History of the 20th Century in European Media:
A Study Of Narratives on Defining Historical Events for Ukraine's Role in Global Processes
Research topics
Holodomor;
Ukrainian avant-garde (1910s-mid-1930s), Executed Renaissance (1920s-1930s);
WWII (Ribbentrop-Molotov Pact, the role
of Russia in WW2, the historical and geopolitical implications of the Yalta conference, anti-Soviet uprisings in Central and Eastern Europe);
Democratisation in the post-Soviet region;
Chornobyl.
Number of articles by topics
Number of articles
Holodomor
<div style="font-size:20px;line-height:50px;color:#000000;" data-customstyle="yes"> <strong>Russian <strong data-redactor-tag="strong">media</strong></strong><br /></div>
Russian media
The Russian media largely copied the Kremlin's narrative, which portrayed the Great Famine of 1932-33 as affecting several regions of the USSR, not just Ukraine.

Calls by the Ukrainian authorities to the international community to recognise the Holodomor as genocide of Ukrainians are condemned as a form of historical revisionism.
<div style="font-size:20px;line-height:50px;color:#000000;" data-customstyle="yes"> <strong>European media</strong><br /></div>
European media
During 2018-19, the Polish and German media consistently portrayed the Holodomor as genocide organised by Stalin and the Soviet authorities.

Some German publications described the Holodomor as a "central trauma to Ukraine's national memory" and a "central element of Ukrainian national identity."

Although the analysis of the French media showed a general understanding of the scale of the Great Famine in Ukraine, there was no consistent attempt to describe this tragic event as an act of genocide. At the same time, the Holodomor was often referred to in the British media as a mass murder or genocide committed by the Soviet authorities.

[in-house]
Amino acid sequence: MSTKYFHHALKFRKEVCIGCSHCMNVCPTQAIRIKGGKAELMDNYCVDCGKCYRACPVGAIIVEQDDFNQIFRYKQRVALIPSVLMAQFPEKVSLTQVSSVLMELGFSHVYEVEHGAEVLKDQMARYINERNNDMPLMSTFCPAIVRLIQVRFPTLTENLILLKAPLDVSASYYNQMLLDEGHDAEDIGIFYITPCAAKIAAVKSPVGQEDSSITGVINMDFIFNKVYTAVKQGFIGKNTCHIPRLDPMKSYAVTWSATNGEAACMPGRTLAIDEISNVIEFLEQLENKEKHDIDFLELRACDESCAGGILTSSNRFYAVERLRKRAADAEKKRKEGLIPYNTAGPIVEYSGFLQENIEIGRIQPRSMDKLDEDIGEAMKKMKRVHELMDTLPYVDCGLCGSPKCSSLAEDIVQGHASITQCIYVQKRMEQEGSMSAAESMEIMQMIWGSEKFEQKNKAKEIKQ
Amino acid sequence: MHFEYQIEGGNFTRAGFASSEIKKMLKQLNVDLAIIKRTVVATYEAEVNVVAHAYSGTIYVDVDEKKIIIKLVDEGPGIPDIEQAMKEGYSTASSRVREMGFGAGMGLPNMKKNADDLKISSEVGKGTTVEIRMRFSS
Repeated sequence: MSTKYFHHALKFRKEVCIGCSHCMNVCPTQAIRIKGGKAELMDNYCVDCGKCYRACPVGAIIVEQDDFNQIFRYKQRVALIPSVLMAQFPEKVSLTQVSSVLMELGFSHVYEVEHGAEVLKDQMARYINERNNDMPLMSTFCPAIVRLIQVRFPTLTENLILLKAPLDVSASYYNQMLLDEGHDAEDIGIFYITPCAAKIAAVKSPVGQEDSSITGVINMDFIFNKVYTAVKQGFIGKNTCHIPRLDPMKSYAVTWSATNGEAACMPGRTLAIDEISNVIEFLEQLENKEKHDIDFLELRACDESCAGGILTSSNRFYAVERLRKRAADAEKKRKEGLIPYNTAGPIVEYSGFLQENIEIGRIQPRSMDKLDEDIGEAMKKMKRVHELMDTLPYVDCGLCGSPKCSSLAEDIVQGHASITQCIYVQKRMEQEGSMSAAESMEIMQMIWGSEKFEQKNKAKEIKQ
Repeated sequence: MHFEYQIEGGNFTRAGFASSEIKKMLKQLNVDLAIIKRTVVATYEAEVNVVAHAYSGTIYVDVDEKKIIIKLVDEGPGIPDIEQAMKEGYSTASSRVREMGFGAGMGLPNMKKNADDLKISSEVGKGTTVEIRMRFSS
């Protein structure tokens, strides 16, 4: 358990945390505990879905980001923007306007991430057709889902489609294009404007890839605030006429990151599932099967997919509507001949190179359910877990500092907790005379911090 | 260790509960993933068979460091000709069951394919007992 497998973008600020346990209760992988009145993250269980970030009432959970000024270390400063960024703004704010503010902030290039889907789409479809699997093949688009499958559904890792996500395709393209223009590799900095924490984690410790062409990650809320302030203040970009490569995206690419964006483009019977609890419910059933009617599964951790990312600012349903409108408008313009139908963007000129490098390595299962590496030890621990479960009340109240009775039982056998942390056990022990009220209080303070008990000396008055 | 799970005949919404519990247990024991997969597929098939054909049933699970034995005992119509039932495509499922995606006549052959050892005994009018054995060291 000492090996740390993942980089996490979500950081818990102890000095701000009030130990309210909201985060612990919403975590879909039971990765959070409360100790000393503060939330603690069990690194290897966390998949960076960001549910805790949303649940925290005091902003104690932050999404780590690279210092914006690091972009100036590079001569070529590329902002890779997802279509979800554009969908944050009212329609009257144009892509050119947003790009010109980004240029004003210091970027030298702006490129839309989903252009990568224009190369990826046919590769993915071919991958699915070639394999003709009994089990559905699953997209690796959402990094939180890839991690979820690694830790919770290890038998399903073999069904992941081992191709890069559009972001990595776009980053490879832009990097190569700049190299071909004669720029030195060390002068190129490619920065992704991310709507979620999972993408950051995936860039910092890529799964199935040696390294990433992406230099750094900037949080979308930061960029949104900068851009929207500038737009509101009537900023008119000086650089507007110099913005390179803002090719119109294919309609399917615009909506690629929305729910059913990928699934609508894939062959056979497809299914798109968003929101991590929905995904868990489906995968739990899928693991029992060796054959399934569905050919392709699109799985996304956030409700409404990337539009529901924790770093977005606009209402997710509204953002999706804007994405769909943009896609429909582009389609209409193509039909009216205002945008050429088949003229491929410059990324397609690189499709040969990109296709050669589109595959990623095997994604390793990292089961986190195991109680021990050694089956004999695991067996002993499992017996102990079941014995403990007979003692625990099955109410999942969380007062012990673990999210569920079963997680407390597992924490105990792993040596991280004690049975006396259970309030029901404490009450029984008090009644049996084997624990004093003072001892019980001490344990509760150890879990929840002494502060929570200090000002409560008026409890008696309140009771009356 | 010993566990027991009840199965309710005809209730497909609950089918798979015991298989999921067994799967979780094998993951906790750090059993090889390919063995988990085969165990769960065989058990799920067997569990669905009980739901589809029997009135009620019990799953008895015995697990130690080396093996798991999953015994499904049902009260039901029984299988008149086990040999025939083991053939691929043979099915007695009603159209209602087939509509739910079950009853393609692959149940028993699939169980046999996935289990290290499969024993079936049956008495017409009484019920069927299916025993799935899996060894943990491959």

In the studied European countries, the Holodomor remains perceived as a purely Ukrainian issue.
<div style="font-size:20px;line-height:50px;color:#000000;" data-customstyle="yes"> <strong>Ukrainian media</strong><br /></div>
Ukrainian media
There are pointed out the coordinated efforts to rethink the Holodomor as an event that had historical consequences for the entire European continent. In 2018, the peak values of the number of mentions in the media coincided with the 85th anniversary of the Holodomor, as well as the recognition of the Holodomor as genocide by the US House of Representatives and the Polish Senate.

In 2019, the frequency of mentions gradually decreased after the election of the new President of Ukraine.
<div style="font-size:20px;line-height:50px;color:#000000;" data-customstyle="yes"> <strong>Russian <strong data-redactor-tag="strong">media</strong></strong><br /></div>
Russian media
The Russian media largely copied the Kremlin's narrative, which portrayed the Great Famine of 1932-33 as affecting several regions of the USSR, not just Ukraine.

Calls by the Ukrainian authorities to the international community to recognise the Holodomor as genocide of Ukrainians are condemned as a form of historical revisionism.
<div style="font-size:20px;line-height:50px;color:#000000;" data-customstyle="yes"> <strong>European media</strong><br /></div>
European media
During 2018-19, the Polish and German media consistently portrayed the Holodomor as genocide organised by Stalin and the Soviet authorities.

Some German publications described the Holodomor as a "central trauma to Ukraine's national memory" and a "central element of Ukrainian national identity."